The new legislation prohibits the judicial, executive, and legislative branches of the state government from inquiring into an applicant’s criminal record or criminal history until after the individual has been provided an opportunity for an interview. It does not prohibit the government from notifying an applicant for employment that certain prior criminal convictions may prohibit employment in some positions.
The ban does not apply to positions in the Department of Public Safety and Correctional Services, or positions for which the hiring authority is required by law to conduct a criminal history records check.
The law becomes effective October 1, 2013 and remains in effect until June 30, 2018. The new law can be accessed here: http://mgaleg.maryland.gov/2013RS/bills/sb/sb0004E.pdf.
Legislation has not yet been passed that bans the box for Maryland’s private employment sector. However, the state’s Department of Labor has issued a guideline for pre-employment inquiries stating it is unlawful for an employer to make general inquiries into an applicant’s arrest or conviction record. But, inquiries about convictions which bear a direct relationship to the job and have not been expunged or sealed are lawful. See http://www.dllr.state.md.us/oeope/preemp.shtml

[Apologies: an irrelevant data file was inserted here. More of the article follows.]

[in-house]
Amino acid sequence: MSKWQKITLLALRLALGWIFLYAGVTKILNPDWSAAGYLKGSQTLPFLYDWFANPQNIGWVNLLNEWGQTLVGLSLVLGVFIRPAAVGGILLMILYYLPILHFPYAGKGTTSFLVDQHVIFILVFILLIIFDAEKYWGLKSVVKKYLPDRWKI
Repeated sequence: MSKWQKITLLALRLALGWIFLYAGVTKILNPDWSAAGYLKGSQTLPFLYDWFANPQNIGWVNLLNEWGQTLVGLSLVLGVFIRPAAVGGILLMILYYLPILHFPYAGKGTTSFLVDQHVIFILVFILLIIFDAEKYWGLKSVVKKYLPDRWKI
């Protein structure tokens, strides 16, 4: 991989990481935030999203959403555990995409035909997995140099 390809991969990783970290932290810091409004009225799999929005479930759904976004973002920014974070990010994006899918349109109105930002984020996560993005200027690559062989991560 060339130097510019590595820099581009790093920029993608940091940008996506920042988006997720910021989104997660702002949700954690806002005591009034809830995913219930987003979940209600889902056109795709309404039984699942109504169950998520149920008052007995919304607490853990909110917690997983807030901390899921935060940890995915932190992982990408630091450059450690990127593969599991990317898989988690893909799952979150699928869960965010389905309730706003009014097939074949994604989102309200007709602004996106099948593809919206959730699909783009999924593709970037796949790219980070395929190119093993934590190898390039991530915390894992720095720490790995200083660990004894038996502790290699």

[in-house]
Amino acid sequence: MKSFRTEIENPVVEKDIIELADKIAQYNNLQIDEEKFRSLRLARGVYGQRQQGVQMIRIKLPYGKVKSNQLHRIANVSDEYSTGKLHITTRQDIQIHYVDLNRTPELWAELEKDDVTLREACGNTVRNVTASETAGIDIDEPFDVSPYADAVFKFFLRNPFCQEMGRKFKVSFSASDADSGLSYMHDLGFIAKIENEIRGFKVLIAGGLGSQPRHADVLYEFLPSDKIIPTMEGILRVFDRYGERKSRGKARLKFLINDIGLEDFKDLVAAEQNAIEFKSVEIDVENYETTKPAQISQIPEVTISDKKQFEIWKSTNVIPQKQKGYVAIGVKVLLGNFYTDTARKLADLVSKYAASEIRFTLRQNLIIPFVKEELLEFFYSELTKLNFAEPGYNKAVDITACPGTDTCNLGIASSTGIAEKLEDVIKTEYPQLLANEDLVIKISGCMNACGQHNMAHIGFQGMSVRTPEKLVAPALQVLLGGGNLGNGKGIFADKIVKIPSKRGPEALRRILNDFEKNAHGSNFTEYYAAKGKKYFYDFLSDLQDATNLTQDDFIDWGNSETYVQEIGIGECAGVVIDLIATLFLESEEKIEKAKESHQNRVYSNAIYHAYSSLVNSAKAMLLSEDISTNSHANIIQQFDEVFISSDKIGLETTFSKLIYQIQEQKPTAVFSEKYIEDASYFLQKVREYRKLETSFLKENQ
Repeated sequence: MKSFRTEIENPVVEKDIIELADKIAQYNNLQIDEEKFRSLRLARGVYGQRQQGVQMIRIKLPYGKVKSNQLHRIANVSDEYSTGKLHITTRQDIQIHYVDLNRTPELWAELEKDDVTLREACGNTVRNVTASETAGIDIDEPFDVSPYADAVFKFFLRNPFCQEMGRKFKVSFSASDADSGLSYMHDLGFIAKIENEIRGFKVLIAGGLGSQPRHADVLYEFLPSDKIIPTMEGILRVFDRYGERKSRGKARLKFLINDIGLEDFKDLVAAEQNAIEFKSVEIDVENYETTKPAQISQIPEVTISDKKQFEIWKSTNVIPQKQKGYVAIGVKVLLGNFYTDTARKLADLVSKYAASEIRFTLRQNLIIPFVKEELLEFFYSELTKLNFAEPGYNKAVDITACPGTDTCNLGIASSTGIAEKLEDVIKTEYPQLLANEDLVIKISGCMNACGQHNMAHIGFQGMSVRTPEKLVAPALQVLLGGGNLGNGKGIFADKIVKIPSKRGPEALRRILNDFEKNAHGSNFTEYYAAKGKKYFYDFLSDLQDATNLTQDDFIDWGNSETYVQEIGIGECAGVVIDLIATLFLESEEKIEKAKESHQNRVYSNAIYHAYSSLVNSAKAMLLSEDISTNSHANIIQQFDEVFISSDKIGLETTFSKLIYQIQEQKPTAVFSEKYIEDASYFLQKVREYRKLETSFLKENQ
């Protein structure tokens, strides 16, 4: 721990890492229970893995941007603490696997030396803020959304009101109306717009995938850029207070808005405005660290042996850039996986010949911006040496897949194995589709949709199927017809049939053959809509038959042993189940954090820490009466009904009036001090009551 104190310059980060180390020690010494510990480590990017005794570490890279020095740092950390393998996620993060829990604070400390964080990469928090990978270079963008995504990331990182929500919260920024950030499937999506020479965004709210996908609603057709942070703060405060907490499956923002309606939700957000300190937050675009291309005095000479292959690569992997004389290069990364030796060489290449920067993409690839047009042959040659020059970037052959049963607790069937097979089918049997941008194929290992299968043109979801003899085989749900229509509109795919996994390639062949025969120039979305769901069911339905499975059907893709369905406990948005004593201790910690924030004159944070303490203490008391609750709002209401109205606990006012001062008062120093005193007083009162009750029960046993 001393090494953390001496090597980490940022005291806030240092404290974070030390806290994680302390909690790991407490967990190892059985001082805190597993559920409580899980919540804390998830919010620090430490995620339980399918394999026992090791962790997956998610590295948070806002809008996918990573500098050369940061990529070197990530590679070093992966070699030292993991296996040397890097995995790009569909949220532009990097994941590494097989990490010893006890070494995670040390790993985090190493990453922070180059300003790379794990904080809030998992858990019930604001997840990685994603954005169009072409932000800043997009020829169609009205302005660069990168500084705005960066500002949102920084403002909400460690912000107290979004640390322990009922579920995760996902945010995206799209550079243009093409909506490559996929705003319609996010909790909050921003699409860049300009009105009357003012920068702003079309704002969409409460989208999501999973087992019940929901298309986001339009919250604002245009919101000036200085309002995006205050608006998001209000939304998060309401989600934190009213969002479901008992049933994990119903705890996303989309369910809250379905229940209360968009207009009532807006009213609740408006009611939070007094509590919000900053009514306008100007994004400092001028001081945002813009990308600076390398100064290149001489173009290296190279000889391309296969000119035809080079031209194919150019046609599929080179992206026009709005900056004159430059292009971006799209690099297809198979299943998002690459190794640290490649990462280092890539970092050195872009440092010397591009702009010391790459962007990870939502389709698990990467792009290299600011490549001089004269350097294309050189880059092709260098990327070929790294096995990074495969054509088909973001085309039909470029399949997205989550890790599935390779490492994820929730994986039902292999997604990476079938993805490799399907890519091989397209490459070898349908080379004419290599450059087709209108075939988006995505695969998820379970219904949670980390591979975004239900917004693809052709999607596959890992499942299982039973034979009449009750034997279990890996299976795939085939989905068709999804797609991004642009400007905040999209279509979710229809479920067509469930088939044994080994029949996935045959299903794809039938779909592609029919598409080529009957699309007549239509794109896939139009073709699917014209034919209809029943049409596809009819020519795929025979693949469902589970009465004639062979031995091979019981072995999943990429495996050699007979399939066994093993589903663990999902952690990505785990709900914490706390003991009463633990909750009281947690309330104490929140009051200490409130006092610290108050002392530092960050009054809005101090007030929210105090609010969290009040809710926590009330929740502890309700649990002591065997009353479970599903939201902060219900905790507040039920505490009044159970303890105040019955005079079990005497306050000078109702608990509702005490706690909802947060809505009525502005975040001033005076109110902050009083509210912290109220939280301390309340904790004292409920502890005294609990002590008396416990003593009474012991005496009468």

Other restrictions placed on private employers are found in the state’s Criminal Procedure Code. Article 10-109 states an employer may not require disclosure of expunged information about criminal charges in an application, interview, or by other means. A person is not required to refer to or give information about an expunged charge when answering a question about a criminal charge that did not result in a conviction or was pardoned by the Governor. This article also states that refusal by a person to disclose information about criminal charges that have been expunged may not be the sole reason for an employer to discharge or refuse to hire a person.